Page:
How To Survive The American Xmas (for Minimalists & Environmentalist)

It ain’t easy but it doesn’t have to be miserable…

As an environmentalist and minimalist Christmas with the folks can be stressful. The holidays aren’t very sustainable and it’s hard to petition against the waste of gift giving without coming off as a Grinch. How do you explain to grandma you don’t want any gifts this year?

Tis the season for giving! That’s how Americans show their appreciation for each other. Right?

We all know that’s a load and we tell each other the holidays are about being with family. Yet year after year the presents under the tree pile up; each one a nicely wrapped package of insurance protecting us from the guilt of receiving a gift without giving one or forgetting to gift a family member.

Indeed, it’s easier to just go along with the whole thing – give and receive gifts, then retreat back to your city life with a bag of semi-useful gifts you’ll either return, regift, or give away. Everyone leaves happy and you can go back to lamenting over the election results with your friends at your local craft brewery.

Except… that Xmas hangover, reminding you that despite your better judgement you were sucked into the consumerism of the holidays, contributing to the very problem you despise so much.

Not this year!

It’s time to break the chain and put an end to the nonsense. Or at least find some sort of compromise so we don’t get that Xmas consumer hangover. For the environmentalist and minimalist in you, here’s a few ways to make the holidays better without abandoning your roots:

Petition for an alternative.

If it’s not too late the first thing you should do is recommend an alternative to the old 1 to 1 gift giving extravaganza. If you’re in a modern family there’s a good chance you’re going to have Xmas with mom and Hanukah with dad, and when you add in the step siblings, half siblings, in laws, nieces and nephews, the presents pile up quick.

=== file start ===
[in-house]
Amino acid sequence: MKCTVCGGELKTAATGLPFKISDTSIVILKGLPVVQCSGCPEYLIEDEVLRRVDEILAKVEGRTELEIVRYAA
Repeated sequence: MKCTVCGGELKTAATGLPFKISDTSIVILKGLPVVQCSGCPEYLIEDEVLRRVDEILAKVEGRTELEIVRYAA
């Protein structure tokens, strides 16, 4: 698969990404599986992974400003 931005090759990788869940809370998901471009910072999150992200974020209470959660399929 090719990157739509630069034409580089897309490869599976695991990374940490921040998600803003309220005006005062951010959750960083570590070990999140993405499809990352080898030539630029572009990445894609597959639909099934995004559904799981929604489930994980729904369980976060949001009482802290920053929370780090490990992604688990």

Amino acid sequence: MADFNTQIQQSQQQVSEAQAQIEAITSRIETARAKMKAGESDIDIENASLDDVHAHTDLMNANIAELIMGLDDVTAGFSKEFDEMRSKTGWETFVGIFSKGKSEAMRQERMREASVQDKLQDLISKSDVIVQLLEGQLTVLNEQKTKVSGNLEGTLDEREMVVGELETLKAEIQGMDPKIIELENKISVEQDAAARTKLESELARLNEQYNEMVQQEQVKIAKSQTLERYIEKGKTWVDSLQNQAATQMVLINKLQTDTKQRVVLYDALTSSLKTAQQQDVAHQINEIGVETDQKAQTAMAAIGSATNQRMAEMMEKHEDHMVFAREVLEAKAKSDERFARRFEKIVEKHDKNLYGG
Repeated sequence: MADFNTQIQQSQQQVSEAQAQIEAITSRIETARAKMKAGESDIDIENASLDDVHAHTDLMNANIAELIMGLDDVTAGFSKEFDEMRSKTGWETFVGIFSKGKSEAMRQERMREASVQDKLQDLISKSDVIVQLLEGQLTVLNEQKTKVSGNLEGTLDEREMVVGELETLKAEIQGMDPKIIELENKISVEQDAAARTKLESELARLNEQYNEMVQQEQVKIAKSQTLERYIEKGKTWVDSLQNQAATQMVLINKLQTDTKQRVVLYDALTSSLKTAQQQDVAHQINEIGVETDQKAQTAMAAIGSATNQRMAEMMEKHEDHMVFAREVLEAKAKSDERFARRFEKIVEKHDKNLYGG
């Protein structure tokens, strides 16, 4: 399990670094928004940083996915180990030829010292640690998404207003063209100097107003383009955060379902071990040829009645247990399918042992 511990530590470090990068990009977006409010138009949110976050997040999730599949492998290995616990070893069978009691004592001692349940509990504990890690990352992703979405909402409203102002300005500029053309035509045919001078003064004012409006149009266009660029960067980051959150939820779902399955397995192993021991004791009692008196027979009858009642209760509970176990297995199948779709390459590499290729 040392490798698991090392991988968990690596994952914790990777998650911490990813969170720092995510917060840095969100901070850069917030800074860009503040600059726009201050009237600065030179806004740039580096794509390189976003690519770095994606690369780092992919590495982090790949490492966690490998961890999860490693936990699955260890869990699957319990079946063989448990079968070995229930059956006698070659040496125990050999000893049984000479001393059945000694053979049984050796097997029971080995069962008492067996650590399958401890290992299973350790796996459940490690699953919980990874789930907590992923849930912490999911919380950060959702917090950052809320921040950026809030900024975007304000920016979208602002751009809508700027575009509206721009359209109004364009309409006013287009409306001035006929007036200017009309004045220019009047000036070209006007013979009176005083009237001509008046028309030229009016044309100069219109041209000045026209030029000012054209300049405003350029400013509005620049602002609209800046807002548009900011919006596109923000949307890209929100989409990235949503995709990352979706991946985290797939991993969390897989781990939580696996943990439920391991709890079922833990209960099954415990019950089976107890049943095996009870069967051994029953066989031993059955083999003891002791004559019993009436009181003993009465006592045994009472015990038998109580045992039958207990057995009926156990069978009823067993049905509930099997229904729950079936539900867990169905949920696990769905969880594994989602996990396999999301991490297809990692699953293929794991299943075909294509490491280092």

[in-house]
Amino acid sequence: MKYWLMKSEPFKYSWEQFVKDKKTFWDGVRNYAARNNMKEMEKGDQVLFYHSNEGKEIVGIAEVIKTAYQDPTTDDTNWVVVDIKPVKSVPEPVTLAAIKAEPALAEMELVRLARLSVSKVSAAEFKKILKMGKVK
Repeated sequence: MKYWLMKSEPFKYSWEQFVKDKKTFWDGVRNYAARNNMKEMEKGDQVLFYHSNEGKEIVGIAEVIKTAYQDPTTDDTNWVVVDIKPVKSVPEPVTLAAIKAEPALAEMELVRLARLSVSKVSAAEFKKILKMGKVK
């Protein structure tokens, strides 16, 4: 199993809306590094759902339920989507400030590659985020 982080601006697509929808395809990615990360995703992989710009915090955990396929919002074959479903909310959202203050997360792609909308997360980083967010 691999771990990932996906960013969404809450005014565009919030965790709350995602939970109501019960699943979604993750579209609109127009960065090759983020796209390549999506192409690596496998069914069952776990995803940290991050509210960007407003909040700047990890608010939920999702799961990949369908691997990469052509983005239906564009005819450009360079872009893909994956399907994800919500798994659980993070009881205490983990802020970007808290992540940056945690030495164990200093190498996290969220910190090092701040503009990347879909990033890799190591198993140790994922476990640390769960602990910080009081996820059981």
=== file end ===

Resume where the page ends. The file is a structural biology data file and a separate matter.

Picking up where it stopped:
You’ll have to start early, but if you can, take the lead on organizing a secret santa or white elephant. I pushed hard for this last year, making sure we drew names on Thanksgiving when everyone was together. We also set a reasonable price limit so we didn’t have to worry about outdoing each other. We even setup a shared Google doc for people to make a wish list.

Really mean it.

If you have to do the gift exchange thing then make the best of it and give meaningful gifts. You might not be able to control what you receive but at least you can control what you give. Start thinking early and do your research so you don’t wind up buying a shitty gift at the last minute (if it’s already too late just skip to tip number four).

IMO a bad gift is worse than no gift at all; the awkward thanks and then change of subject… ugh. I’d rather try to fly under the radar than give a mediocre gift just so someone has something to unwrap.

Hide the hippiness.

You chastised your mom for using disposable silverware your first visit home from college and now the whole family thinks you’re a dope smoking hippie. Since then it’s been hard to even redirect the plastic bottles from the trash to the recycling bin without hearing a joke about it. Glass, plastics, and papers go in the reycle bin – why is this so hard?

When it comes to sustainable gift giving, you have two choices – either go full blown and accept the jokes about being a hippie OR try to be sly and sneak one in. If you’re going with the latter, you can buy things that are fair trade or shop from responsible brands. Most likely the recipient won’t know what the eco labels on the tag mean and even some major brands have lines that are eco-friendly, like Adidas’s shoes made from recycled fishing nets.

Gift cards! Awww yeaaa

This one’s obvious; I just have one thing to say about it. Gift cards are a classic cop out. The only thing worse is cash. But you can totally redeem yourself by putting some thought into what your recipient really likes and personalizing it with a sincere note. I know it’s still supporting consumption, but at least you have a chance of them buying something they’ll actually use. Plus, people gotta eat. A gift card to a nice restaurant is always well received.

This pretty much sums it up:

Beer. Wine. Liqour.

Sit back, have a cold one (preferably a local craft brew), and accept the fact that your uncle voted for Trump. We have to face the fact that our loved ones have their own views and the older ones are well set in their ways. With some hard work and persistence you might get your parents to separate their glass and plastics or even buy fair trade coffee, but it’s not likely that you’re going to break a tradition they’ve been doing for 60+ years.

Saving the environment is our generation’s fight and as difficult as it is to watch the baby boomers blindly consume, stressing over it isn’t going to help. Do what you can to reduce the waste and needless consumption at your family Christmas, but don’t let it ruin your time with your family. Have a drink, enjoy the reunion, and continue doing what you can to move us toward a more sustainable future.


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I am a minimalist, environmentalist, and conscious consumer with a background in environmental studies, conservation, and tech. I founded prch to help others be more sustainable and realize an alternative to consumerism.